Similarly, the ethernet port is a nice addition that some will find useful. The current Switch doesn’t have great wi-fi and we can assume the situation will be the same with the new model. This should help a lot, but it is also something that only a few users are likely to actually take advantage of. Lastly, there is the stand, which is much wider and more adjustable. Again, a needed improvement that is good to see, but I’m not sure how many people actually use the stand anyway.
So, onto that second question at the top of the article, is it worth buying? My gut reaction, as a Switch owner, is that the additions are pretty much all things that I have felt should be improved with the current model, but I don’t see them being good enough to entice me. However, if I was someone who hadn’t gotten around to picking up a Switch, I would likely be holding off until this was available. The improved screen is enough of a selling point, whilst the other changes are certainly nice to haves and altogether it warrants the slightly increased price.
That price is currently stated as being $350, with other regional Western pricing not announced. I would expect to see it not far off that price with the $ replaced with a £, perhaps about £325 mark. That would make it around £45 more than the old model (£279). For the slightly higher fee, the nicer screen will be worth putting down a little more for. Only thing to consider is the effect on battery life. Nintendo are stating it as having the same battery and longevity as the LCD model, but I would expect that is going to very much depend on how you are using it. If you are going to take advantage of that brighter screen it could well be sucking more juice.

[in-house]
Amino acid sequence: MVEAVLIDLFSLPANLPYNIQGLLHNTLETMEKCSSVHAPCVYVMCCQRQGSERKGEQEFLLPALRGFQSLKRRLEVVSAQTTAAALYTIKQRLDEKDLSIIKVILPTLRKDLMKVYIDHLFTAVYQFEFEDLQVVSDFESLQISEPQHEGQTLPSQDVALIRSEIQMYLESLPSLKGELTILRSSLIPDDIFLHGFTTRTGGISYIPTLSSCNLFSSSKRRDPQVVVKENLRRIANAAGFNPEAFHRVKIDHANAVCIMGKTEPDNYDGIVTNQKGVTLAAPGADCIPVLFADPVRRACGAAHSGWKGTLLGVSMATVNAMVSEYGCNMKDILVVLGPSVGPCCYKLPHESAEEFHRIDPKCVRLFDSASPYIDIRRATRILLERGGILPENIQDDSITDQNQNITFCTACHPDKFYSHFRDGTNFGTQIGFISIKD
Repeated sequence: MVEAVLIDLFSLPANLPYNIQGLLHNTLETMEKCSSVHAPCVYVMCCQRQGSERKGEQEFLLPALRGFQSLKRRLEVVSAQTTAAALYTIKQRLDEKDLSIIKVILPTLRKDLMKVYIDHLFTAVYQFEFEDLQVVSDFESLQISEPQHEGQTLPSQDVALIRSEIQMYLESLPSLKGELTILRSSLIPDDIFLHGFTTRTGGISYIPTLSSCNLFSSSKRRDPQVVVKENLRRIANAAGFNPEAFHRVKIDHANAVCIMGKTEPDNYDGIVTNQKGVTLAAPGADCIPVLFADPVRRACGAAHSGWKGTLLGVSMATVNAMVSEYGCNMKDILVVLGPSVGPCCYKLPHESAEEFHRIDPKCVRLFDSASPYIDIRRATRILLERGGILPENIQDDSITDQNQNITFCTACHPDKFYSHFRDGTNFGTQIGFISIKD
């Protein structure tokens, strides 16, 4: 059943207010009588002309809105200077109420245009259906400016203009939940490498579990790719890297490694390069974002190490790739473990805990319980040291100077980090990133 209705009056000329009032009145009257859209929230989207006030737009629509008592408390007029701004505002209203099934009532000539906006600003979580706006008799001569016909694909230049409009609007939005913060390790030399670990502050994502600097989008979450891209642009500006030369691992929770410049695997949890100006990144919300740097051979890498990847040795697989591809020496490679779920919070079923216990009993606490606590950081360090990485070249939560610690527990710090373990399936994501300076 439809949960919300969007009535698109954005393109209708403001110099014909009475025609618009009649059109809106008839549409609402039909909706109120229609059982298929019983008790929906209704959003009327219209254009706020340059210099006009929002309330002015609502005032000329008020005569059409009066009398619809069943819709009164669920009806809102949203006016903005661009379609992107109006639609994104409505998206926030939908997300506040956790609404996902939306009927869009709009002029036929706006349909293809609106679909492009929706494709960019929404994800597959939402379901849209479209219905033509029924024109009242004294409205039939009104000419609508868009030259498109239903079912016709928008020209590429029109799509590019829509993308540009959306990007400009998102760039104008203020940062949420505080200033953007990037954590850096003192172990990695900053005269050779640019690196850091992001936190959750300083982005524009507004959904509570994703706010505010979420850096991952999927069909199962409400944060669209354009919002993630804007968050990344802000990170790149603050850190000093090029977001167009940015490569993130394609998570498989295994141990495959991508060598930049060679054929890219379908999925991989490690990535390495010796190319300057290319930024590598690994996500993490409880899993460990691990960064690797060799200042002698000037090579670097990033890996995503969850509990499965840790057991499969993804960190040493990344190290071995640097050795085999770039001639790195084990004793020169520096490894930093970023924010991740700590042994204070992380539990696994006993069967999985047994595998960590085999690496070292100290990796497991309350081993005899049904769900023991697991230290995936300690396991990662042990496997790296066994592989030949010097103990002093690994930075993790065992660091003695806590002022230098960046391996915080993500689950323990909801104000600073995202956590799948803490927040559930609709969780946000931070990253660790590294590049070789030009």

Assuming that is all fine though, then I don’t see much reason for a new Switch owner to not go for the slightly better model.
The Switch OLED will be hitting stores on the 8th October. The original Switch and Switch Lite look like they will both still be still available.
Suns out for the start of the first weekend in July here in the UK, although it appears to not be set to continue, with storms approaching before the nice weather really gets settled in. Yes, I’m being a cliché Brit and complaining about the weather.
Instead, let me just share with you the highlights I’m looking forward to this weekend.
Ni No Kuni: Wrath of the White Witch – Switch
This JRPG is a real beaut. Developed by Level-5 in a collaboration with Studio Ghibli, the influences from the Japanese animation studio are front and centre. Ghibli specifically put together animated sequences, but the art style carries through the whole game and is a delight to look at. That same attention to detail is also shown in other areas of the game too, such as the gorgeous Wizard Companion book that the main character carries with him, available for the player to peruse at their leisure, as they collect pages to fill in the gaps. I’m not surprised to see that physical version of this book and it looks as magical as I would expect.